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Eliminering av signalkräfta på Gotland: En redovisning av utförda åtgärder inom åtgärdsprogrammet för bevarande av flodkräfta under 2007-2009
Executive, Länstyrelserna, länsstyrelsen, lst, Länsstyrelsen Gotlands län.
Executive, Länstyrelserna, länsstyrelsen, lst, Länsstyrelsen Gotlands län.
Responsible organisation
2010 (Swedish)Report (Other academic)
Abstract [en]


The Noble crayfish,

Astacus astacus (also called the European crayfish or the broad-fingered

crayfish) used to be the most common crayfish species in Sweden and Europe. It is

susceptible to the crayfish plague,

Aphanomyces astaci, and since 1907, when the first

outbreak of crayfish plague was noted in Sweden, the Swedish Noble crayfish population has

decreased with 97 %. The pattern is the same in all of Europe. To compensate for the

diminishing Noble crayfish populations, Signal crayfish, Pacifastacus leniusculus was

introduced into Europe (in Sweden in 1960). However, despite its resistance to crayfish

plague, it still acts as a carrier of the disease. Thus, the introduction of the Signal crayfish may

have accelerated the extinction rate of native crayfish populations. In Europe, the IUCN Red

List of Threatened Species classifies the Noble crayfish as vulnerable. In Sweden the

prospects for the crayfish are even worse, and the Official Swedish Red List classifies the

Noble crayfish as Critical Endangered (based on the IUCN Red List criteria), facing an

extremely high risk of extinction in the wild in the immediate future.

The Swedish island of Gotland, situated in the Baltic Sea, is the first protected area in Sweden

for the Noble crayfish. No known outbreaks of crayfish plague have been confirmed on

Gotland, and Gotland is considered one of the very few areas left in Sweden that are not

exposed to the crayfish plague. However, on Gotland there are three confirmed water bodies

where Signal crayfish has been illegally introduced. The County Administrative Board on

Gotland was given the formal commission to exterminate any occurring populations of the

Signal crayfish, as they can be carriers of the crayfish plague. This report contains of the

actions taken to eliminate the Signal crayfish populations on Gotland during the years 2007–


The three localities where Signal crayfish occurs, including the ponds and the surrounding

environment, was firmly investigated concerning the physical property and the composition of

the ecosystem. The ponds where then treated with a pesticide containing the active substance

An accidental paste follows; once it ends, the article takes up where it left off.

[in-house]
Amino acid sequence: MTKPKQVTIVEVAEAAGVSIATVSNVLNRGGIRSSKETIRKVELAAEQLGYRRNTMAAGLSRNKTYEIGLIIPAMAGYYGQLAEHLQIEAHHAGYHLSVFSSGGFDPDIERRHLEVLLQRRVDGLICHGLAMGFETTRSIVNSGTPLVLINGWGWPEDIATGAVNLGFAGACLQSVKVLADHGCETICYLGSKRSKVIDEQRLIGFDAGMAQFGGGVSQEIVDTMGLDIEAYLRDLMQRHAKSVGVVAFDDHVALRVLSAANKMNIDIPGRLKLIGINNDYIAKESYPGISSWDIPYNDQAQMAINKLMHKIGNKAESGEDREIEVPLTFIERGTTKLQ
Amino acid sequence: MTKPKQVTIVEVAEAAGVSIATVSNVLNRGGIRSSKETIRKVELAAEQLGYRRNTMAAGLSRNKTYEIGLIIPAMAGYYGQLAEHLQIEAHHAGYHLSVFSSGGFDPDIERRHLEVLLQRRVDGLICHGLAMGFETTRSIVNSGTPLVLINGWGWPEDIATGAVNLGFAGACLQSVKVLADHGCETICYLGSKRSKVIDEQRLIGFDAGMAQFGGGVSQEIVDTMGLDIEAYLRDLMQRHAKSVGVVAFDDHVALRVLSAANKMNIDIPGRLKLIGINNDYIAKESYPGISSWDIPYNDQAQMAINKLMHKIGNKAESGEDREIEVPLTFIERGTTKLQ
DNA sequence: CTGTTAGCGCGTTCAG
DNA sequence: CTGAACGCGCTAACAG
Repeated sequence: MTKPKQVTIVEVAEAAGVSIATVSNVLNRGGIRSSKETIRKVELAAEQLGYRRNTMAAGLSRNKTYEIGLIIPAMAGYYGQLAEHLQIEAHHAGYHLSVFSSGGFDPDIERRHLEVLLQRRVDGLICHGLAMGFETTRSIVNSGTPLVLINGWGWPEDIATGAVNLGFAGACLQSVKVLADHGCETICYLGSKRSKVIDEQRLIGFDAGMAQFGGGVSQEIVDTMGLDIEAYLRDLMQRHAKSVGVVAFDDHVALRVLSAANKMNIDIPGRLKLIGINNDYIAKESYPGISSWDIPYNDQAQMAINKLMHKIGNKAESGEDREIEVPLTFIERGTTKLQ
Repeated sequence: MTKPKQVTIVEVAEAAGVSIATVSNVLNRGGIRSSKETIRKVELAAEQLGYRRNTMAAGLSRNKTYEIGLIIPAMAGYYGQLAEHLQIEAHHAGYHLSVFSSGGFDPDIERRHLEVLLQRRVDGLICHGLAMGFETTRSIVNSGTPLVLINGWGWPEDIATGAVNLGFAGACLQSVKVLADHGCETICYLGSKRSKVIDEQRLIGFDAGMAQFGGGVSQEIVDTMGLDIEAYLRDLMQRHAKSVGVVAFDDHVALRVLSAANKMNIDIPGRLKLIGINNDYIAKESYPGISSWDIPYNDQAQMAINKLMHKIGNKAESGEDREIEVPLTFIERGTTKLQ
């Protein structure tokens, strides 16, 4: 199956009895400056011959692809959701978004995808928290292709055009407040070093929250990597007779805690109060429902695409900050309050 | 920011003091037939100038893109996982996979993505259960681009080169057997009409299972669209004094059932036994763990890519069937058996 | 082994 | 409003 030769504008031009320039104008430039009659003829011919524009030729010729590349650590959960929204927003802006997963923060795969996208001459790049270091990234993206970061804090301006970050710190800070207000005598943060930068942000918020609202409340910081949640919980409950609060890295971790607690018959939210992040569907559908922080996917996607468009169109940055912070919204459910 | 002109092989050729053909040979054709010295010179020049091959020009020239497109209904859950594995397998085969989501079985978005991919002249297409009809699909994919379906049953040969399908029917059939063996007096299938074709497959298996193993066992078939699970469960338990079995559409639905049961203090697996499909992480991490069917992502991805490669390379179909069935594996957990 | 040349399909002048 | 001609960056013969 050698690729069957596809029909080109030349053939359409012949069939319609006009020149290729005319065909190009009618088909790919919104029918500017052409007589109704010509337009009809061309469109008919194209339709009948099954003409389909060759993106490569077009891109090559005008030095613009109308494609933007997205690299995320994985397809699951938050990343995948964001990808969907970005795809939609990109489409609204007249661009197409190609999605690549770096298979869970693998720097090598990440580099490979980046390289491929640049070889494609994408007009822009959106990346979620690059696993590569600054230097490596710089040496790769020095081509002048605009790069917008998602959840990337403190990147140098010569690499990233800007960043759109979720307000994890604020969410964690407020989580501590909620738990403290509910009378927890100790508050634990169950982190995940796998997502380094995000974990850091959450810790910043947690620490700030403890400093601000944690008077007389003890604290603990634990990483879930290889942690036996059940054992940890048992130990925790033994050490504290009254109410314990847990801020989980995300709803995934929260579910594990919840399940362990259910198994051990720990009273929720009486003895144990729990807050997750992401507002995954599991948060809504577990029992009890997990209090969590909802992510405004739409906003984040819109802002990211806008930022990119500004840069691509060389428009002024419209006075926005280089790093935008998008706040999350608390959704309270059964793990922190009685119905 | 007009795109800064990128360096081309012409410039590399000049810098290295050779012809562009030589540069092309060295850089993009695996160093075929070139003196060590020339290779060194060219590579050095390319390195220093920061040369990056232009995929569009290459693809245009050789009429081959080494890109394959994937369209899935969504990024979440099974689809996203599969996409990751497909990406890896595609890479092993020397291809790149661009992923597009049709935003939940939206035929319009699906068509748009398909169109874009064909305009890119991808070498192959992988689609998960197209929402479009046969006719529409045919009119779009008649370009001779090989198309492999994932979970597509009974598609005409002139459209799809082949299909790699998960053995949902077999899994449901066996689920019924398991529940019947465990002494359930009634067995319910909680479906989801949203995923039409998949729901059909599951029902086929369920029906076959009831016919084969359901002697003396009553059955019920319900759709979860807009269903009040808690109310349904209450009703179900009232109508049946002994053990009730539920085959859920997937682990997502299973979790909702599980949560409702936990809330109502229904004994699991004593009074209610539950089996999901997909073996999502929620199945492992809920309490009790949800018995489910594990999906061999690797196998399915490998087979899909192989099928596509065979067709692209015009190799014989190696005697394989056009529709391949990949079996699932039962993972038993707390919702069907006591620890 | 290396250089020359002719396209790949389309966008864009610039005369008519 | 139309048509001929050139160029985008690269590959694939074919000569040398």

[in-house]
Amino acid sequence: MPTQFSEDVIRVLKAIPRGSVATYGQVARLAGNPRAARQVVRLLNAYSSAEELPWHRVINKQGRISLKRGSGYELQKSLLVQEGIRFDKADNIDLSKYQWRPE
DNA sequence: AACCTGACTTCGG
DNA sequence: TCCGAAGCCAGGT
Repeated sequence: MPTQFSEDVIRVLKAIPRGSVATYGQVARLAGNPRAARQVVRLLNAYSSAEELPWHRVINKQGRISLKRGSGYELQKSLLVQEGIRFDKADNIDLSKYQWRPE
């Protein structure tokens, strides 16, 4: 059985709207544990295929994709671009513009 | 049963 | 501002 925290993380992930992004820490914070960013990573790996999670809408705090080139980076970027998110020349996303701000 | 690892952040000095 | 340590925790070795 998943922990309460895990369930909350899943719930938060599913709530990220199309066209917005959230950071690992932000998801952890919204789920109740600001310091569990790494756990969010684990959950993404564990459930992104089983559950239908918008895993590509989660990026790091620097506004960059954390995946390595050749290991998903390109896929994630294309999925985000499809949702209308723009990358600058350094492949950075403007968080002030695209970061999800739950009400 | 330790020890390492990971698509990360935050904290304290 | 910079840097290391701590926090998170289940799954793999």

deltamethrin, with the aim of extinguishing all Signal crayfish. Deltamethrin is a synthetic

pyrethroid insecticide, widely used on crops, as it is stable, less volatile and environmentally

compatible. The toxicity on mammals, including humans, and bird is relatively low as

compared to other pesticides, while it has been shown to be lethal to arthropods in very low

concentrations. The ponds were treated with a dose aimed to reach a concentration of 0.5 μg

deltamethrin/l to obtain lethal doses.

The outcome of the extermination of the signal crayfish in the three localities on Gotland was

successful so far. No live crayfish was found after the treatment, and all crayfish that were

placed in cages in the ponds to control for the effectiveness of the pesticide treatment died.

The concentration of deltamethrin declined rapidly and reached values below 0.1 μg/l, the

European Union drinking water limit, within one or a couple of weeks. The final succes of

these actions is still uncertain as surviving individuals may take several years to detect.

Inspections at all sites during the following years need to be carried out in order to determine

if the Signal crayfish was completely exterminated from Gotland.


Place, publisher, year, edition, pages
2010. , 51 p.
Rapporter om natur och miljö, ISSN 1653-7041 ; 2010:12
National Category
Environmental Sciences
Research subject
Finance, Regional; Miljöövervakningens programområden, Freshwater
URN: urn:nbn:se:naturvardsverket:diva-2054OAI: diva2:767611
Available from: 2014-12-02 Created: 2014-12-02 Last updated: 2016-03-30Bibliographically approved

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Länsstyrelsen Gotlands län
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